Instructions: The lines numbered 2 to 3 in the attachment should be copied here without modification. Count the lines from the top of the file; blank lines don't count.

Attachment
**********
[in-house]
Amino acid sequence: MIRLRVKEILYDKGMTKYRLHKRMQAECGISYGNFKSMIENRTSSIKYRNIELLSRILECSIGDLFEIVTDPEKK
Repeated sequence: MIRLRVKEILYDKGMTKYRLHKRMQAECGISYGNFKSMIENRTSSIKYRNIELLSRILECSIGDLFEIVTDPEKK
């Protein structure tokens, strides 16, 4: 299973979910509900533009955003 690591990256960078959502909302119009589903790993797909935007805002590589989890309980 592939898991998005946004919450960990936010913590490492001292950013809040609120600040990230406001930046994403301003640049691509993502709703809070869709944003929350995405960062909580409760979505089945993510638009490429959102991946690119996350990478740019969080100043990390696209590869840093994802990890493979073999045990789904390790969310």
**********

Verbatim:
Amino acid sequence: MIRLRVKEILYDKGMTKYRLHKRMQAECGISYGNFKSMIENRTSSIKYRNIELLSRILECSIGDLFEIVTDPEKK
Repeated sequence: MIRLRVKEILYDKGMTKYRLHKRMQAECGISYGNFKSMIENRTSSIKYRNIELLSRILECSIGDLFEIVTDPEKK